Recession-hit couples seek marriage counselling

More and more couples, under financial pressure due to the downturn in the economy, are seeking marriage counselling, according to the Galway branch of Accord, the voluntary organisation set up by the Catholic Church to help people resolve difficulties in their marriages and relationships.

Mary O’hIci, of the local branch, which celebrates 40 years in operation this year, says a significant percentage of its clients cite financial difficulties as problems.

“We are seeing quite a percentage of this now,” says the former secondary teacher who together, with Mary O’ Toole from Glenina, has been a marriage counsellor with Galway Accord since its inception. They are the only original members of the organisation which is based at Arus de Brun, Newtownsmith.

“Before, we would ask is finance a problem and people would say ‘Things are tight but we are OK’. However, the situation is different now. Lack of finance is a huge issue for a number of people. These are often people who would have led very comfortable lives and they are now left with very uncomfortable lives. They have bills, enormous debts, properties they are unable to rent, no job maybe, they don’t have money for their car or children. All layers of the onion are peeled away. It is very sad and can be very difficult for people to rescue themselves.

“People are afraid to open the door, to go outside, they are afraid they will meet someone they owe money to. Sometimes genuinely they have not been paid themselves. These people are used to being out at work and are now home all day.Very often their self esteem is tied up with their work. They feel they have failed themselves and their families. This is very hard on a relationship. It may help them to talk [to an outsider], they often can’t share it with their family as they may feel they are admitting defeat.”

Communication difficulties, lack of respect, infidelity and pornography, gambling and alcohol problems are other reasons why people contact Accord, which dealt with 250 new cases so far this year, says Mrs O’hIci, whose husband Peadar, a retired principal of the “Bish” secondary school, was a marriage counsellor for 25 years. She says life can be “tough” and some people lead lives of “quiet desperation”.

“There is often not one reason as such why people come for counselling. Very often is is a combination - infidelity and pornography, for example, or gambling and maybe alcoholism with it. Online betting can be a problem - this can be very difficult on the trust in a relationship. You can do away with a lot of money quietly without leaving your house or without using cash. People can feel because they are using their credit cards they are not spending real money.

“Lack of respect is a huge issue, respect is as important as love. This would include everything from criticism, insults, contempt and belittling. It is very difficult to function [in a relationship] if there is no respect. It can eat away at one’s self image. You might see someone regarded as a high flyer professionally but in this relationship they are seen as nothing.”

Silence can be another wounding weapon in a relationship. Some couples, particularly in the past, would not have spoken to each other for years, using their children to relay messages back and forth,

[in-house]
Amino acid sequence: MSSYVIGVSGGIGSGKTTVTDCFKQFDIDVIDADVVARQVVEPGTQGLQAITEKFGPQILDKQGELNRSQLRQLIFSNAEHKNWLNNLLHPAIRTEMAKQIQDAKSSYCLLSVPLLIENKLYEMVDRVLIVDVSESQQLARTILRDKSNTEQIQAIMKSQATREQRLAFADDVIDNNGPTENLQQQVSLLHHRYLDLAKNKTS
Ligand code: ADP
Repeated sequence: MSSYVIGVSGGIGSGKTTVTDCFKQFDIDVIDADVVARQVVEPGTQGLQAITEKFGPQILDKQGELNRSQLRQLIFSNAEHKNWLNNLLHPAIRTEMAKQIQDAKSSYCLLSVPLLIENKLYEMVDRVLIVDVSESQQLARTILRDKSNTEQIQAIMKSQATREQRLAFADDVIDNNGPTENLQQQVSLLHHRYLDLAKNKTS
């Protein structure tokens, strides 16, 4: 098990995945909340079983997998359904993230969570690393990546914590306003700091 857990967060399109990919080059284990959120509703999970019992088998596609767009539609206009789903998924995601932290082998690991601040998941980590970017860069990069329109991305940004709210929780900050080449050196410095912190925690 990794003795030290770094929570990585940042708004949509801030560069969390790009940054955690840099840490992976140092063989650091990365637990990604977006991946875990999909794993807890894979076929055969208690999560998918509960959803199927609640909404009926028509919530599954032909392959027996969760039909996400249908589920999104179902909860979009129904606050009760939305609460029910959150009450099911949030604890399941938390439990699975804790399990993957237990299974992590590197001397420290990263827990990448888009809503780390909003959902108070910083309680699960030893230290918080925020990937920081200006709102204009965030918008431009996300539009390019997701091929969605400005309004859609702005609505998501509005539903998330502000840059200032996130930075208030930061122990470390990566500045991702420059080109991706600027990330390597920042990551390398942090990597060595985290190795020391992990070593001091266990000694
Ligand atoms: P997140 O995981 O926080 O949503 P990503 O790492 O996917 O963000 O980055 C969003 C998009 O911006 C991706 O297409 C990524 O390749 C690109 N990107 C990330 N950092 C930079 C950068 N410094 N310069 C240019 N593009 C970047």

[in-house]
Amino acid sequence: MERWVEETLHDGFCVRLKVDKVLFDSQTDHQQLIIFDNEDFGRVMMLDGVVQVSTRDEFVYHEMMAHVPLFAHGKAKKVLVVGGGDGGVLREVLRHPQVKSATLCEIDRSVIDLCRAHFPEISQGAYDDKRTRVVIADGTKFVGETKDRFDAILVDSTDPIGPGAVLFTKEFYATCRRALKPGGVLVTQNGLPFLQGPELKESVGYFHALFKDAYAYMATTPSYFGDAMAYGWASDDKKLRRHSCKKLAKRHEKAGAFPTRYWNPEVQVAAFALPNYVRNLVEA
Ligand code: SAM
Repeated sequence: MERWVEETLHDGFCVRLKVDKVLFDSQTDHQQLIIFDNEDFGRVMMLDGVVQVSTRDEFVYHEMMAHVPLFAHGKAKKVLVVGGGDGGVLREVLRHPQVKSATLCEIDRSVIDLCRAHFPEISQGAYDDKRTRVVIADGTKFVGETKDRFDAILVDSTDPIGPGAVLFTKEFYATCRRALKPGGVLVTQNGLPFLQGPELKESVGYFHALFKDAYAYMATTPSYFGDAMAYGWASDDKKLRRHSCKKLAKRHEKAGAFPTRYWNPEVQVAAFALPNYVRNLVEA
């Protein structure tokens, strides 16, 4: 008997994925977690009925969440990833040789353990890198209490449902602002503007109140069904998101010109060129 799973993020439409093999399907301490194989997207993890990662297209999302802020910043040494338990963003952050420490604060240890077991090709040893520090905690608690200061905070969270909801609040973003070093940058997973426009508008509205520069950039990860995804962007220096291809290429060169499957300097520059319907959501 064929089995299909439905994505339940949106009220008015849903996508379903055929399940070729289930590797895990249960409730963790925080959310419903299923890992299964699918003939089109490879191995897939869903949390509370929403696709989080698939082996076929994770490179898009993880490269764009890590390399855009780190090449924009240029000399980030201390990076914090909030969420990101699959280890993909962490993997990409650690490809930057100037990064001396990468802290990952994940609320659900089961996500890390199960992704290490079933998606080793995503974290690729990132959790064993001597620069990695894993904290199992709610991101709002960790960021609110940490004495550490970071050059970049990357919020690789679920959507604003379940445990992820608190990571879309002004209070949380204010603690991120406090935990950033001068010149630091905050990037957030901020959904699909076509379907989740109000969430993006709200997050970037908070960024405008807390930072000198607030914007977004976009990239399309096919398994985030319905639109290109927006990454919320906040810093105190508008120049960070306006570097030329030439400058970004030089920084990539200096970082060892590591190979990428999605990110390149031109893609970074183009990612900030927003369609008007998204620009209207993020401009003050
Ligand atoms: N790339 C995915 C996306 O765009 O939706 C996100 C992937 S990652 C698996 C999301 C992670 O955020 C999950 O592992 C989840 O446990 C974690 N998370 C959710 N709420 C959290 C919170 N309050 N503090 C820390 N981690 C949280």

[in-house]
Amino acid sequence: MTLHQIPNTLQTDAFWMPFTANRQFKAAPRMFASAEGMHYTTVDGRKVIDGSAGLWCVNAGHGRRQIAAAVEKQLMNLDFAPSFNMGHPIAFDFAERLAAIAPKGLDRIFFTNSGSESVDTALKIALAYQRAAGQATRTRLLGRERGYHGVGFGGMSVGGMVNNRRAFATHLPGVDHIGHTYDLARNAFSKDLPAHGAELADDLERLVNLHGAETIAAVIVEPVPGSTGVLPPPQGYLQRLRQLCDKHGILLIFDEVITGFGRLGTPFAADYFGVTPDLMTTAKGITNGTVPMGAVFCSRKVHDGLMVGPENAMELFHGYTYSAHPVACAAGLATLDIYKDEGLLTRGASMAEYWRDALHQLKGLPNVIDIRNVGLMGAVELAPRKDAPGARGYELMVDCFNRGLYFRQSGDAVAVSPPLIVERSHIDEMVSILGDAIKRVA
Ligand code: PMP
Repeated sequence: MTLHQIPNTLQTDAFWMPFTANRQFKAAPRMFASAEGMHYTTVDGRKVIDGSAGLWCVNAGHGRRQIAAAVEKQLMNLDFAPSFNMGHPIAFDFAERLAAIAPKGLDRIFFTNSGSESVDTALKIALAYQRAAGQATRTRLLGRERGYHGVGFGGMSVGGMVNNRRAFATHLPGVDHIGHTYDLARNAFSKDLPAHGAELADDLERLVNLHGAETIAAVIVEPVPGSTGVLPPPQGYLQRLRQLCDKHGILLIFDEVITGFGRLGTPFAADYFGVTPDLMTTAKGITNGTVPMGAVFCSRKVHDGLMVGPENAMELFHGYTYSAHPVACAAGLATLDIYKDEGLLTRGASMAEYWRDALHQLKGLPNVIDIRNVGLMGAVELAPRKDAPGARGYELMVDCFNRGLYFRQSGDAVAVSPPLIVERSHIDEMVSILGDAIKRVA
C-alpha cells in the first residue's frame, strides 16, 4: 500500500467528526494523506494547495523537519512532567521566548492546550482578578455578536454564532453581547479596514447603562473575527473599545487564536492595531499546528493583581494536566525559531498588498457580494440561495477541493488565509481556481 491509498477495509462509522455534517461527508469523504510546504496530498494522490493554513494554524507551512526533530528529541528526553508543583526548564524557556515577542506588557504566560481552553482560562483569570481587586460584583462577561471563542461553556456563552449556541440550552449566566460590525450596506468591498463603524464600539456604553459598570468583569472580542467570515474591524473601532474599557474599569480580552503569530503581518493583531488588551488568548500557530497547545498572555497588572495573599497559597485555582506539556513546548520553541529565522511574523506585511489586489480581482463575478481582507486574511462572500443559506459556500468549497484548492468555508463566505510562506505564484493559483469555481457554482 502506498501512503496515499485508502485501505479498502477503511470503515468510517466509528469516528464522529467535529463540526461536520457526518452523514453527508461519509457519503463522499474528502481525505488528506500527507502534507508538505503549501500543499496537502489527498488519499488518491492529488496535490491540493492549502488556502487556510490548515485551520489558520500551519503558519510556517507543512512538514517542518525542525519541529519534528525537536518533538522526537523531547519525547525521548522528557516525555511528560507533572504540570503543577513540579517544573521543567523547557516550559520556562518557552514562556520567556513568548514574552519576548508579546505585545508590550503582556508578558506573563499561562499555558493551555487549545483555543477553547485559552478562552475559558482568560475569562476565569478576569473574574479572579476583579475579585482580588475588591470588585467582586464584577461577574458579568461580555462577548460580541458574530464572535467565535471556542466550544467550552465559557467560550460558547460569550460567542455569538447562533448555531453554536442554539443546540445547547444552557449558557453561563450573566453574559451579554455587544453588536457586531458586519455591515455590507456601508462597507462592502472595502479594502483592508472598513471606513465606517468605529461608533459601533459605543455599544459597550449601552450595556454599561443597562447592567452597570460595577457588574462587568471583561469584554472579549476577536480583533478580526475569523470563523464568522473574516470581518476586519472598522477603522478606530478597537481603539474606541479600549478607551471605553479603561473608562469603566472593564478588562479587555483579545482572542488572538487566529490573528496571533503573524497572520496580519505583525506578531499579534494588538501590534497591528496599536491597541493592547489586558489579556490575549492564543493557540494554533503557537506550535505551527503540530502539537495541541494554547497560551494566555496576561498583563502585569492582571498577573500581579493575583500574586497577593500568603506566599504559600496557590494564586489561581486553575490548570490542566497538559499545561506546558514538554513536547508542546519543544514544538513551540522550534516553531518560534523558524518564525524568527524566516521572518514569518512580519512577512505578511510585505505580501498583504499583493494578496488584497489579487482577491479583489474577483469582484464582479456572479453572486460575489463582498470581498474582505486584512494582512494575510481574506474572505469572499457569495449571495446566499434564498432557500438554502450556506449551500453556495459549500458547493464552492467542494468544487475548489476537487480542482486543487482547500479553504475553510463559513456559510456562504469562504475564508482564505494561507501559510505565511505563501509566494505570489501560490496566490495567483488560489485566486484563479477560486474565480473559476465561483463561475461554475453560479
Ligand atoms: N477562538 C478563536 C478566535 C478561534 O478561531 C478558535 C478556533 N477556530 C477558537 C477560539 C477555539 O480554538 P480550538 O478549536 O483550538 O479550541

“You would hear of cases years ago where people got into that way of being. They accept it as normal but it’s not. You have children absorbing this behaviour.

“Infidelity is a very difficult one because of the breach of trust. Re-establishing it can be very difficult and painful.”

The people who seek help from Accord range in age from their early 20s to 60s, according to Mrs O’hIci. Some may be married for two or three years, others are together for 40. Fifty per cent of clients are men. Some come alone, others with their partners. People hear about the organisation, which provides counselling during the day and evening, from newspapers, the internet, posters and word of mouth.

“You may have people married for 20 years but there is something gnawing at them. Then something may have happened recently which is the catalyst [for seeking relationship counselling]. Sometimes couples are getting older, their children are leaving home and they wonder can they look at their other half for the rest of their lives. The boom facilitated people leading separate lives, there was a lot of going out. But relationships take time to nurture and cultivate. Like a plant they need constant looking after.”

While there are no set fees for its counselling service Accord welcomes donations of €20 to €40 for its hourly sessions. People with limited means are not expected to pay. “When people come to us it is important they come for at least six sessions, that they commit to counselling” says Ms O’hIci. “The first session involves filling in a questionnaire and trying to hone down the problem. Then we try to work on what are the real issues and the solutions they would like for these issues. We don’t become involved in anyone’s decision making process. We give them space and time to search for their own answers.”

Accord runs pre-marriage courses, provides marriage and relationship counselling (people do not have to be married to avail of counselling ) as well as counselling for people who have had their first baby and a fertility awareness service. Telephone (091 ) 562331.



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